Like most people who would rather eat cereal out of a box for dinner than eat at Denny’s, I like a little atmosphere with my food. Some Norah with my pizza, some Gilberto with my risotto. Sometimes I’ll match music to the food on my plate, as in the case of the Tostadas with a sprinkling of Buena Vista Social Club we had a few weeks ago. Call me a snob, I can take it. I’m picky about where I sit in a restaurant (not by the kitchen, please) and can’t abide canned pop music while I eat.
I’ve always believed that cooking too goes best with a side of music. Sure, a mug of coffee while you whip up brunch for friends will do, as will a glass of red wine while you season a pasta dish for your lover. But music is entirely different. What we listen to while we cook can have an enormous impact on our experience of that most basic human skill: turning whole raw ingredients into foods fit for our loved ones and ourselves.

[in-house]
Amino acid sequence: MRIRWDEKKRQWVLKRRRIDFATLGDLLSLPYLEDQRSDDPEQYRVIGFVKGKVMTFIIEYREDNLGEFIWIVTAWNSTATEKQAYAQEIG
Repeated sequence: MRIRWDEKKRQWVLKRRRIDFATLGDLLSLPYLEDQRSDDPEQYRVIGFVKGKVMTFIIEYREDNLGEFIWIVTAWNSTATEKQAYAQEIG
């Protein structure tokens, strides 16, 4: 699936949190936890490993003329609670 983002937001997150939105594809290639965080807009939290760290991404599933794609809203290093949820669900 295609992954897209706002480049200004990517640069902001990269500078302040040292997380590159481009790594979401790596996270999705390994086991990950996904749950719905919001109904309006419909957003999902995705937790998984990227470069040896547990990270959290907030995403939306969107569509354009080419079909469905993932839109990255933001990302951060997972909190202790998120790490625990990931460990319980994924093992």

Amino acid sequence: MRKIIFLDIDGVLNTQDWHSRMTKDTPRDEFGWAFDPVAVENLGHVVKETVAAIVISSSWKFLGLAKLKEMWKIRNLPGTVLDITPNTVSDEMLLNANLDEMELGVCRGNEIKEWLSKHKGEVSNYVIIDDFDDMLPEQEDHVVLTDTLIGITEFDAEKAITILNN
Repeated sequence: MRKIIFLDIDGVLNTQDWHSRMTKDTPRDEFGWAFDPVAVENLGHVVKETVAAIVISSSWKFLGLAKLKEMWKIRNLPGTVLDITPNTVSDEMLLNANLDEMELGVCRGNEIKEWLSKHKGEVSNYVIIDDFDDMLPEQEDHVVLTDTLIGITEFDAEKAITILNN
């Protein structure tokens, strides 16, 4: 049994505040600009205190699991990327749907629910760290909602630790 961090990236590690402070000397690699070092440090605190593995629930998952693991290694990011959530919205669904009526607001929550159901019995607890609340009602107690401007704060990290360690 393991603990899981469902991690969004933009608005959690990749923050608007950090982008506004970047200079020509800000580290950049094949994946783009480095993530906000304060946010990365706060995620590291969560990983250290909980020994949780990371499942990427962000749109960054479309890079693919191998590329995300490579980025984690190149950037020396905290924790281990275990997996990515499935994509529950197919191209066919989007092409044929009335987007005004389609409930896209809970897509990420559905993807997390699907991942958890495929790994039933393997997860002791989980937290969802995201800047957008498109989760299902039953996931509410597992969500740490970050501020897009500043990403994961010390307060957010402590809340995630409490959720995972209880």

What do you listen to while you steam and sautee?
For the past few days though, I’ve traded in musical stalwarts like Sufjan and Over the Rhine for someone a little more gastronomically inclined. A fellow foodie introduced me to American Public Media’s The Splendid Table, a radio show that couldn’t be a better companion in the kitchen. I downloaded a bunch of the episodes from their website to iTunes, which is free and totally legal. Three hours and three episodes later, I was totally addicted. When you’re craving some feel-good talk radio, this sure beats listening to CBC Winnipeg on the Internet. (“it’s minus 40 in Winnipeg this morning…”) Apologies to my homecity dwellers, but I’ll take tales of Tuscan stews over that, any day.
Lynne Rossetto Kasper reviews books (both academic and hands-on), talks to cheese experts, covers food news, and answers calls so candidly you feel like you’re eavesdropping. I guarantee this radio show will inspire you, and if not, the website offers a wealth of recipes. Treat yourself and give it a listen. Your cooking will thank you.